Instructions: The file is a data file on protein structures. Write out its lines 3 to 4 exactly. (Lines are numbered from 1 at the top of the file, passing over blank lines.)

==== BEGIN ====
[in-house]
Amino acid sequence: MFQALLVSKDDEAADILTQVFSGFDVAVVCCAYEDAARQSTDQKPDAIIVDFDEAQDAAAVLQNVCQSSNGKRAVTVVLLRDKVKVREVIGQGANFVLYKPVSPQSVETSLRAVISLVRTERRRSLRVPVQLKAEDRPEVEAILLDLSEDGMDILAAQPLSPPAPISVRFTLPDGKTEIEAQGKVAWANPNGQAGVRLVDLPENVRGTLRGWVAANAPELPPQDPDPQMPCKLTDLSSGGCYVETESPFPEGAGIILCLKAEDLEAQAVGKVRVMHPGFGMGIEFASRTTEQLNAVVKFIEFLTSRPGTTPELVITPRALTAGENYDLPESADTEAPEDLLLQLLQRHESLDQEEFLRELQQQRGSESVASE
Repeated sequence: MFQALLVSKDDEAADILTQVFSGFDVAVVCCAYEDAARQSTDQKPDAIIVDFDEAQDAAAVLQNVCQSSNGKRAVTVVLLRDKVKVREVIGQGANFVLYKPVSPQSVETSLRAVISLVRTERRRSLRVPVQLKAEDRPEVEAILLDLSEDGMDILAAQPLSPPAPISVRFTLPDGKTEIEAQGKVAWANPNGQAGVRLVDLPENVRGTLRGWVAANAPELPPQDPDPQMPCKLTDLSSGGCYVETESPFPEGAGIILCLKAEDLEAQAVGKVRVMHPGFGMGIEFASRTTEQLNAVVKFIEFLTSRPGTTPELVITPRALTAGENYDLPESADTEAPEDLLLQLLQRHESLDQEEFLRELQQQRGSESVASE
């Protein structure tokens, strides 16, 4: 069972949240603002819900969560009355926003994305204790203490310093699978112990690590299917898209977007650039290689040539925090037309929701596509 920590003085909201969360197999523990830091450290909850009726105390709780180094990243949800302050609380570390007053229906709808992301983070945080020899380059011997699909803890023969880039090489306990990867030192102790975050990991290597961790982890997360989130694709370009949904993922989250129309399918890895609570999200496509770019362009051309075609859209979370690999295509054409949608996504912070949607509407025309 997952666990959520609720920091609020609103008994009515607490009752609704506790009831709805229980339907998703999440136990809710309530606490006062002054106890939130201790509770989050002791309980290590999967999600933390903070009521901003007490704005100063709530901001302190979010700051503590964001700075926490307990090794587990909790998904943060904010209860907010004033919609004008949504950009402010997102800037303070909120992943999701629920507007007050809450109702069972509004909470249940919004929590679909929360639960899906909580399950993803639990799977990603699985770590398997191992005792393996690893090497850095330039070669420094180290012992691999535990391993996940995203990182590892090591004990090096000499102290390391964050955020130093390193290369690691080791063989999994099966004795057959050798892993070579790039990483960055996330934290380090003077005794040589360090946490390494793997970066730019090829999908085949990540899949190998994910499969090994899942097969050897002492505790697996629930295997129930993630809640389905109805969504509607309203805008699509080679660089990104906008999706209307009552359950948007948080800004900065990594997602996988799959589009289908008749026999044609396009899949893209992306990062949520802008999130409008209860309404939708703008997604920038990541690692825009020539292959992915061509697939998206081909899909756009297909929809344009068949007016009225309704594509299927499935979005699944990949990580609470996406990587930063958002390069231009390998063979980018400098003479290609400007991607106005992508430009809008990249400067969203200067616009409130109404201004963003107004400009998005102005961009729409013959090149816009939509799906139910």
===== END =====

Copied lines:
Repeated sequence: MFQALLVSKDDEAADILTQVFSGFDVAVVCCAYEDAARQSTDQKPDAIIVDFDEAQDAAAVLQNVCQSSNGKRAVTVVLLRDKVKVREVIGQGANFVLYKPVSPQSVETSLRAVISLVRTERRRSLRVPVQLKAEDRPEVEAILLDLSEDGMDILAAQPLSPPAPISVRFTLPDGKTEIEAQGKVAWANPNGQAGVRLVDLPENVRGTLRGWVAANAPELPPQDPDPQMPCKLTDLSSGGCYVETESPFPEGAGIILCLKAEDLEAQAVGKVRVMHPGFGMGIEFASRTTEQLNAVVKFIEFLTSRPGTTPELVITPRALTAGENYDLPESADTEAPEDLLLQLLQRHESLDQEEFLRELQQQRGSESVASE
């Protein structure tokens, strides 16, 4: 069972949240603002819900969560009355926003994305204790203490310093699978112990690590299917898209977007650039290689040539925090037309929701596509 920590003085909201969360197999523990830091450290909850009726105390709780180094990243949800302050609380570390007053229906709808992301983070945080020899380059011997699909803890023969880039090489306990990867030192102790975050990991290597961790982890997360989130694709370009949904993922989250129309399918890895609570999200496509770019362009051309075609859209979370690999295509054409949608996504912070949607509407025309 997952666990959520609720920091609020609103008994009515607490009752609704506790009831709805229980339907998703999440136990809710309530606490006062002054106890939130201790509770989050002791309980290590999967999600933390903070009521901003007490704005100063709530901001302190979010700051503590964001700075926490307990090794587990909790998904943060904010209860907010004033919609004008949504950009402010997102800037303070909120992943999701629920507007007050809450109702069972509004909470249940919004929590679909929360639960899906909580399950993803639990799977990603699985770590398997191992005792393996690893090497850095330039070669420094180290012992691999535990391993996940995203990182590892090591004990090096000499102290390391964050955020130093390193290369690691080791063989999994099966004795057959050798892993070579790039990483960055996330934290380090003077005794040589360090946490390494793997970066730019090829999908085949990540899949190998994910499969090994899942097969050897002492505790697996629930295997129930993630809640389905109805969504509607309203805008699509080679660089990104906008999706209307009552359950948007948080800004900065990594997602996988799959589009289908008749026999044609396009899949893209992306990062949520802008999130409008209860309404939708703008997604920038990541690692825009020539292959992915061509697939998206081909899909756009297909929809344009068949007016009225309704594509299927499935979005699944990949990580609470996406990587930063958002390069231009390998063979980018400098003479290609400007991607106005992508430009809008990249400067969203200067616009409130109404201004963003107004400009998005102005961009729409013959090149816009939509799906139910």